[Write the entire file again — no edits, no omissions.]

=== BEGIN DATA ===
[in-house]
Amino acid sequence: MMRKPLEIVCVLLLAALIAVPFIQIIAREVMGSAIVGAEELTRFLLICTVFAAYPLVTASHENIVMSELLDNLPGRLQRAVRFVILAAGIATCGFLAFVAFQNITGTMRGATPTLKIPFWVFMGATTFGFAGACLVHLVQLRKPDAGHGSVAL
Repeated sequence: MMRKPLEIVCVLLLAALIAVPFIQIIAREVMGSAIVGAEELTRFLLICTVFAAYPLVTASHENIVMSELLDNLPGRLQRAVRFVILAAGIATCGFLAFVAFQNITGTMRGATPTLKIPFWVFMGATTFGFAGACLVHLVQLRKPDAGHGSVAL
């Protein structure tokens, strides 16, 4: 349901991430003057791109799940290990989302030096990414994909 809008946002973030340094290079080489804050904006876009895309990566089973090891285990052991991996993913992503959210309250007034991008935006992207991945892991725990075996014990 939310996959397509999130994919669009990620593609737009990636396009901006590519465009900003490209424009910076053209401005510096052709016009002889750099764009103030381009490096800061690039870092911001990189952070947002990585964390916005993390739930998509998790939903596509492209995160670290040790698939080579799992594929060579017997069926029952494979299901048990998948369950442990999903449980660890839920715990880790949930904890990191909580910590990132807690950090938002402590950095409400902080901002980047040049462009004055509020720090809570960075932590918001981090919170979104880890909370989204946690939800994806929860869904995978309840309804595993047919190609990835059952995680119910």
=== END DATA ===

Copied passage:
[in-house]
Amino acid sequence: MMRKPLEIVCVLLLAALIAVPFIQIIAREVMGSAIVGAEELTRFLLICTVFAAYPLVTASHENIVMSELLDNLPGRLQRAVRFVILAAGIATCGFLAFVAFQNITGTMRGATPTLKIPFWVFMGATTFGFAGACLVHLVQLRKPDAGHGSVAL
Repeated sequence: MMRKPLEIVCVLLLAALIAVPFIQIIAREVMGSAIVGAEELTRFLLICTVFAAYPLVTASHENIVMSELLDNLPGRLQRAVRFVILAAGIATCGFLAFVAFQNITGTMRGATPTLKIPFWVFMGATTFGFAGACLVHLVQLRKPDAGHGSVAL
């Protein structure tokens, strides 16, 4: 349901991430003057791109799940290990989302030096990414994909 809008946002973030340094290079080489804050904006876009895309990566089973090891285990052991991996993913992503959210309250007034991008935006992207991945892991725990075996014990 939310996959397509999130994919669009990620593609737009990636396009901006590519465009900003490209424009910076053209401005510096052709016009002889750099764009103030381009490096800061690039870092911001990189952070947002990585964390916005993390739930998509998790939903596509492209995160670290040790698939080579799992594929060579017997069926029952494979299901048990998948369950442990999903449980660890839920715990880790949930904890990191909580910590990132807690950090938002402590950095409400902080901002980047040049462009004055509020720090809570960075932590918001981090919170979104880890909370989204946690939800994806929860869904995978309840309804595993047919190609990835059952995680119910």